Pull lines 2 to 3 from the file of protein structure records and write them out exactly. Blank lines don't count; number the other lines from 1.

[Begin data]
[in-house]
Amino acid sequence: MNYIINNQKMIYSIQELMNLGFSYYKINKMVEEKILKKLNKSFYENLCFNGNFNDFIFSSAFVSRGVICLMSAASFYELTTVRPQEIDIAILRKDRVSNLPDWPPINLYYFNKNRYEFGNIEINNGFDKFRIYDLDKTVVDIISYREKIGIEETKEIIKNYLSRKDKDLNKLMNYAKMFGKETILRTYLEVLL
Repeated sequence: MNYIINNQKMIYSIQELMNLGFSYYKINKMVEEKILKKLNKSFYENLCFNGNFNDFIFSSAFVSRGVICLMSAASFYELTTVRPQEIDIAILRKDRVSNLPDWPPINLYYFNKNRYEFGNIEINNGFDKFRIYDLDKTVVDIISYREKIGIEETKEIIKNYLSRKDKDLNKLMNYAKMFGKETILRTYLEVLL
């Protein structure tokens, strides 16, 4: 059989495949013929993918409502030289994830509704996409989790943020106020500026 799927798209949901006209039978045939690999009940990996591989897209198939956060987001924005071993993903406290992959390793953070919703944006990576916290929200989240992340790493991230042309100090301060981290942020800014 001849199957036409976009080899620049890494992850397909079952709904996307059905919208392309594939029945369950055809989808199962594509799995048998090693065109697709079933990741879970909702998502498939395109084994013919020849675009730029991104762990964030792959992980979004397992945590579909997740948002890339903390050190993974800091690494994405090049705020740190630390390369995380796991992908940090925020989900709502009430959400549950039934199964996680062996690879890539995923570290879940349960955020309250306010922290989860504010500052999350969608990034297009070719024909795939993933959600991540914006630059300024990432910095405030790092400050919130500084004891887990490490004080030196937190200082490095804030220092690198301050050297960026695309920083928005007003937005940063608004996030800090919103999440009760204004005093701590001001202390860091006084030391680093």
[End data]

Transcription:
Amino acid sequence: MNYIINNQKMIYSIQELMNLGFSYYKINKMVEEKILKKLNKSFYENLCFNGNFNDFIFSSAFVSRGVICLMSAASFYELTTVRPQEIDIAILRKDRVSNLPDWPPINLYYFNKNRYEFGNIEINNGFDKFRIYDLDKTVVDIISYREKIGIEETKEIIKNYLSRKDKDLNKLMNYAKMFGKETILRTYLEVLL
Repeated sequence: MNYIINNQKMIYSIQELMNLGFSYYKINKMVEEKILKKLNKSFYENLCFNGNFNDFIFSSAFVSRGVICLMSAASFYELTTVRPQEIDIAILRKDRVSNLPDWPPINLYYFNKNRYEFGNIEINNGFDKFRIYDLDKTVVDIISYREKIGIEETKEIIKNYLSRKDKDLNKLMNYAKMFGKETILRTYLEVLL